Pulse-wave velocity (PWV) and pulse-wave amplification (PWA) were measured over a proximal [51 +/- 3 (SE) cm] and distal segment (60 +/- 6 cm) of the common descending aorta of 10 anesthetized diamond python snakes (Morelia spilotes). For proximal and distal segments, PWV values were 551 +/- 66 and 921 +/- 116 cm/s and PWA were 0.91 +/- 0.05 and 0.91 +/- 0.06, respectively. PWV for proximal and distal segments were significantly different (P less than 0.02), but PWA were not. PWA for separate harmonics of heart frequency showed no significant increase above unity. Increase of PWV between distal and proximal aorta indicates a reduction in arterial distensibility, a phenomenon that in other species is associated with amplification of the pressure pulse; this was not observed in snakes. Using a simple elastic tube model 56 cm in length and 3 mm in diameter it was found that the amplification produced by the measured PWV changes is offset by attenuation due to viscous damping. Thus similarity of pulse-wave contour throughout the snake's aorta is attributable to the opposing effects of elastic nonuniformity and viscous damping.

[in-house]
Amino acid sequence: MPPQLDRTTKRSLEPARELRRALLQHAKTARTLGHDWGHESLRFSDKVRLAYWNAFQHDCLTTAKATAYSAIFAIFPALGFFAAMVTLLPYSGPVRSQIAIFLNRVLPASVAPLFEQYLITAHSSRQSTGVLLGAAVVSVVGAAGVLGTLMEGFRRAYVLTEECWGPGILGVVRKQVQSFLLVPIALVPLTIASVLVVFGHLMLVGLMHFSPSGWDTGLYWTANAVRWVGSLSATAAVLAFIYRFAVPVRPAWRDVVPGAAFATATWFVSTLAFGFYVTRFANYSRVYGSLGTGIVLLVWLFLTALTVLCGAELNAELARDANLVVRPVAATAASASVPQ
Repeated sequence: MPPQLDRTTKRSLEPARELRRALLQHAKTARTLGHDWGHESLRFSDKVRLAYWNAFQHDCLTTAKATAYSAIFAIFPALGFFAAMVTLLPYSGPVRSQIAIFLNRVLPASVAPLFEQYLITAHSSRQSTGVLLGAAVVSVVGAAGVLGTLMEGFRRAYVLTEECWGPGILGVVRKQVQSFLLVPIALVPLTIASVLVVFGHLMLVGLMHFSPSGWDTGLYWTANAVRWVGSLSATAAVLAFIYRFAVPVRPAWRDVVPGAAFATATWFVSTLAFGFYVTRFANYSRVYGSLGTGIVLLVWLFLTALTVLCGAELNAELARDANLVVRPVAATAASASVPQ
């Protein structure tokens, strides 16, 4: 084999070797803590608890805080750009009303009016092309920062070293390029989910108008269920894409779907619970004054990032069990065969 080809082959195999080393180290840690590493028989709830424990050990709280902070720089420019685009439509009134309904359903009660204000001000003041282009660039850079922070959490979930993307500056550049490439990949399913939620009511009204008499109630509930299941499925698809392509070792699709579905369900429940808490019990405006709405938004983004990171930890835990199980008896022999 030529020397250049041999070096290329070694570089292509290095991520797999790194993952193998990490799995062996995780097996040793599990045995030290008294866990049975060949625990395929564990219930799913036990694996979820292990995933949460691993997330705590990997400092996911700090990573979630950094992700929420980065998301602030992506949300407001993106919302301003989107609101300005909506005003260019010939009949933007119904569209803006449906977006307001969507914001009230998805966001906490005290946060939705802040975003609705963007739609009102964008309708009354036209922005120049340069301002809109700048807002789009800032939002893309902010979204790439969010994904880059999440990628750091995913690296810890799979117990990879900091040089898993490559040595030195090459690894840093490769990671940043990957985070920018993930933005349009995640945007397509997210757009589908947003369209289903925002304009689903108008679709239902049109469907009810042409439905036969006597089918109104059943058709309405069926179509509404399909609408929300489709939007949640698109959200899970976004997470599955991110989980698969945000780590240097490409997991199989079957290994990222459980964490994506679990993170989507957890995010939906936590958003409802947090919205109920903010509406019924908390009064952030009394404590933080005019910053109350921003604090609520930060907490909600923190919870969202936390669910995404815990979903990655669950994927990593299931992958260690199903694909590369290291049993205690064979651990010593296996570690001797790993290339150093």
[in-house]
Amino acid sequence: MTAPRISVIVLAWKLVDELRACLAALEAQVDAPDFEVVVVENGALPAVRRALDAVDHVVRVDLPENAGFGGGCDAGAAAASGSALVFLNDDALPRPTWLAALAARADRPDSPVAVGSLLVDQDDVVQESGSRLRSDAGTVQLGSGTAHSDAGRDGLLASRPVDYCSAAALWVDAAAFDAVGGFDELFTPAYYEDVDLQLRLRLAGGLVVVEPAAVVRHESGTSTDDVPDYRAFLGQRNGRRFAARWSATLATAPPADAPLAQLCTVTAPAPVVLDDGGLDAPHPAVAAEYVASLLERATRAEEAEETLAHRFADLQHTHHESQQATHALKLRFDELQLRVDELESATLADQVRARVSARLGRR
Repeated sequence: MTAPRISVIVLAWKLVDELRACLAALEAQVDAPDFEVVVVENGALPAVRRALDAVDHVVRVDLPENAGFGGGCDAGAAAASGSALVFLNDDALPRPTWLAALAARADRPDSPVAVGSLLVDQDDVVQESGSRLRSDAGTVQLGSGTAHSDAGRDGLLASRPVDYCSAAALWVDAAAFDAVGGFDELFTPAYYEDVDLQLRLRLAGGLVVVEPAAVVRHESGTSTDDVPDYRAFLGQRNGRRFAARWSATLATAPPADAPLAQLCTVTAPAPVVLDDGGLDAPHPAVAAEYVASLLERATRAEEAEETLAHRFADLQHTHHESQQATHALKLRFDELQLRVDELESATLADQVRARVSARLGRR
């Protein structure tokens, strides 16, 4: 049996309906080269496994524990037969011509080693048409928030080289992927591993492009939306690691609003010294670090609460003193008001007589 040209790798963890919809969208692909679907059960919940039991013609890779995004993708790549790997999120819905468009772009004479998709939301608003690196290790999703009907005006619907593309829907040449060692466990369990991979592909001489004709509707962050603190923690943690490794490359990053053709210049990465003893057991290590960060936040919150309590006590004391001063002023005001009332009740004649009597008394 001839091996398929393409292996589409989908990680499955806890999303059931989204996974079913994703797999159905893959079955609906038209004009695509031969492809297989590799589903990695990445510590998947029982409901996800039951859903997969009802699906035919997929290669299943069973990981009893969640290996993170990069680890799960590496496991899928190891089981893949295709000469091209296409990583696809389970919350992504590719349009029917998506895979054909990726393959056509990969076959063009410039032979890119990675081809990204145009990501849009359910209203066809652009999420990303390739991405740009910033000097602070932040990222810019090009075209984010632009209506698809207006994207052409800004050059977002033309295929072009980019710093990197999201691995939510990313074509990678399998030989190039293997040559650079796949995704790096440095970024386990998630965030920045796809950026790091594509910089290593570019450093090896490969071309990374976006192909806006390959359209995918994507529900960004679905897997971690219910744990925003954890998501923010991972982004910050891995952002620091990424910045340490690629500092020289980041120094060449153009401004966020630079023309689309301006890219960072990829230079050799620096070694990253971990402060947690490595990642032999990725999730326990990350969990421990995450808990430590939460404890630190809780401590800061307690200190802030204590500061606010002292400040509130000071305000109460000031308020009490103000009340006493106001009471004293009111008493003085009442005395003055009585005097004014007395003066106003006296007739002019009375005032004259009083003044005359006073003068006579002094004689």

|Number of pages||6|
|Journal||The American journal of physiology|
|Publication status||Published - Dec 1983|